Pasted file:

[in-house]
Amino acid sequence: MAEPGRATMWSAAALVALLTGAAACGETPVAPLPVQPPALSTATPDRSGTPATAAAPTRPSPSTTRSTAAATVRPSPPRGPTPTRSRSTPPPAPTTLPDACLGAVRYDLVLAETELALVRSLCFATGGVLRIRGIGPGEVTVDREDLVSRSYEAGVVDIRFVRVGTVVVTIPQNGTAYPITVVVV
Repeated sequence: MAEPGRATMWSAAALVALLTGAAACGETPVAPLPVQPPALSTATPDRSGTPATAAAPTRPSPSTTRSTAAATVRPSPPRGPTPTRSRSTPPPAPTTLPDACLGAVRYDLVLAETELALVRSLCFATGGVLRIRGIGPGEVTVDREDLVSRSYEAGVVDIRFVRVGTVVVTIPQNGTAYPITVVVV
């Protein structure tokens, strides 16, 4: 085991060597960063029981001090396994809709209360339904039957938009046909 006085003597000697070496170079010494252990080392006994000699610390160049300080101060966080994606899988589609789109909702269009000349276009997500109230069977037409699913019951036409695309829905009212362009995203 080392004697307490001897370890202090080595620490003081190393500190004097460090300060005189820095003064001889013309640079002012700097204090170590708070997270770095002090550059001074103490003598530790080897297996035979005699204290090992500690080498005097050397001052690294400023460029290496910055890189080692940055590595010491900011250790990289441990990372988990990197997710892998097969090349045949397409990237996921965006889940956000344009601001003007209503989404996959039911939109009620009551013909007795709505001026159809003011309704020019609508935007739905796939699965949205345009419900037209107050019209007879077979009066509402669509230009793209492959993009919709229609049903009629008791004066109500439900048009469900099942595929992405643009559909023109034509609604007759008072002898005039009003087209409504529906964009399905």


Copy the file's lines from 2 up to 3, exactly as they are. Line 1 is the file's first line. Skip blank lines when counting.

Amino acid sequence: MAEPGRATMWSAAALVALLTGAAACGETPVAPLPVQPPALSTATPDRSGTPATAAAPTRPSPSTTRSTAAATVRPSPPRGPTPTRSRSTPPPAPTTLPDACLGAVRYDLVLAETELALVRSLCFATGGVLRIRGIGPGEVTVDREDLVSRSYEAGVVDIRFVRVGTVVVTIPQNGTAYPITVVVV
Repeated sequence: MAEPGRATMWSAAALVALLTGAAACGETPVAPLPVQPPALSTATPDRSGTPATAAAPTRPSPSTTRSTAAATVRPSPPRGPTPTRSRSTPPPAPTTLPDACLGAVRYDLVLAETELALVRSLCFATGGVLRIRGIGPGEVTVDREDLVSRSYEAGVVDIRFVRVGTVVVTIPQNGTAYPITVVVV